A business jet.
A business jet was historically assumed to have a 30-year useful life.

Preowned: Sinking Values

What’s driving today’s faster depreciation rates?

Sales professionals continue trying to determine whether the post-2008 slide in preowned-aircraft prices represents a historical aberration or a new paradigm. In a recent report on depreciation trends, the National Aircraft Resale Association essentially proclaimed the valuation model that buoyed the pre-’08 market dead. “Microtrends” dictate today’s pricing, the report said, as volume has thinned and buyers have become more selective. 

“Sometimes a microtrend is not applicable across the whole industry, or across a fleet, or across a brand,” the report noted, “but it is applicable model-by-model, and sometimes year-by-year for each model.” The organization cited 2008–11 Phenom 100s, which “have really devalued and continue to”—despite being the kind of high-tech, late-model aircraft the market supposedly craves.

A business jet was historically assumed to have a 30-year useful life, retaining 20 percent of its original value at the end of that time, posits Dennis Rousseau, president of AircraftPost.com. But in a recent survey, “Market Depreciation vs. Declining Residual Values,” Rousseau found that after six years in service, eight randomly selected business jet models had depreciated much more than “what a ‘normal’ market would deliver,” in one case (Citation XLS+) dropping 50 percent. 

Meanwhile, retained values don’t necessarily reflect the “flight to quality” that’s often seen as a hallmark of the current market. Of more than 30 airplane models tracked by the Aircraft Value Reference Guide, (Vref), about the only ones that held their value between late 2013 and late 2014 were the two most depreciated: the Beechjet/Hawker 400XP and Hawker 4000 (pictured above), which retained 29 and 22 percent of their original values, respectively. (The Gulfstream G550, which industry reports suggested saw a collapse in demand and went from scarcity to glut during this period, topped the list in value retention, and declined only slightly, from 82 to 80 percent of its original price.)

Preowned jet sales are driven primarily by business travel needs, and studies conducted by reputable consultancies sponsored by the National Business Aviation Association have consistently shown that companies that use business aircraft outperform companies that don’t. So anomaly or paradigm shift aside, do today’s historically low prices reflect a diminished view of the value of a business jet in a global economy that seems in a permanent recessionary mode, or are they simply a stark demonstration of the laws of supply and demand in a very thin market? Either way, pressure on preowned pricing is expected to continue in the year ahead, creating pain on the sell side and a world of opportunity for aircraft shoppers.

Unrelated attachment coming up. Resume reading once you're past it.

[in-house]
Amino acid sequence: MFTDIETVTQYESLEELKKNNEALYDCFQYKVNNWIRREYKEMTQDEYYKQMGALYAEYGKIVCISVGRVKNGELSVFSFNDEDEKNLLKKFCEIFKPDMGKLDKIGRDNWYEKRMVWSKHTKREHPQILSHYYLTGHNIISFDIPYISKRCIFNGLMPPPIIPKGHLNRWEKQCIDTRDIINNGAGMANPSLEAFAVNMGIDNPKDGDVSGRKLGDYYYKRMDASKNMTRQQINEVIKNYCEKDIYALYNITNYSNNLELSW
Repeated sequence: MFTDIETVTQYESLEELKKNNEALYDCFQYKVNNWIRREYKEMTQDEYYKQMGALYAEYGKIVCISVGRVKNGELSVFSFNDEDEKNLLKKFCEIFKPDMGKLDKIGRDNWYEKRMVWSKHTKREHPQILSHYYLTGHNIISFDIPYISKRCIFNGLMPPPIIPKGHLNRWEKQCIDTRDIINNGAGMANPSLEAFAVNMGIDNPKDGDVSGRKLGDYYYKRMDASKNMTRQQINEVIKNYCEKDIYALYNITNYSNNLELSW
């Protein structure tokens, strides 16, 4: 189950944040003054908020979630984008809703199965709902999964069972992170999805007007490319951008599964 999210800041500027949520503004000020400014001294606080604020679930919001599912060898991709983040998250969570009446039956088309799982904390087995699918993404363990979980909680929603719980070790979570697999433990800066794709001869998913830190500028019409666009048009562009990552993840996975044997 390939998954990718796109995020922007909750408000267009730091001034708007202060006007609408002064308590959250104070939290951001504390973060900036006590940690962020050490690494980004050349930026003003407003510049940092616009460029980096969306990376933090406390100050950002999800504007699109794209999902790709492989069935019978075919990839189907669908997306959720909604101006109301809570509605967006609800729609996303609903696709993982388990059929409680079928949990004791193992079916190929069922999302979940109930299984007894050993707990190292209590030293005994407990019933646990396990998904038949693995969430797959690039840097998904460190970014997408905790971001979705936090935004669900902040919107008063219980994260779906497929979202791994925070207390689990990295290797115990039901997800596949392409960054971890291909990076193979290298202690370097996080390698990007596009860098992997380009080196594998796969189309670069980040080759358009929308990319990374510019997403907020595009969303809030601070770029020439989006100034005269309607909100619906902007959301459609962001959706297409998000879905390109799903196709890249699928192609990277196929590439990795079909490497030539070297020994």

James Wynbrandt is a private pilot and regular BJT contributor.

Show comments (1)

There has always been a "real" depreciation versus an inflation adjusted depreciation rate. Many people have used the 5 year old aircraft purchase and shown how in 10 years the model has not depreciated very much. However, those models should have been adjusted for inflation to provide an inflation adjusted residual value. Inflation adjustments paint a much more accurate picture. In non bubble years with strong demand, most aircraft depreciated in real terms when adjusted for inflation but their residual as a percentage of original list was very high.

Late model aircraft values have been impacted by new aircraft discounting. The pre 2008 model would have shown a 75% or higher residual value on a Hawker 900XP. However in late 2009, new models were selling at 68% of list! New discounted prices adjust the depreciation models from a list price to a new "real" selling price. If this adjustment is not made, then other adjustments must be made to account for the real sales prices. When you start the normal depreciation models back to the new actual sales prices the percentages are not near as scary.

Will resale prices come back to normal rates adjusted by inflation and what is the new normal are still valid questions.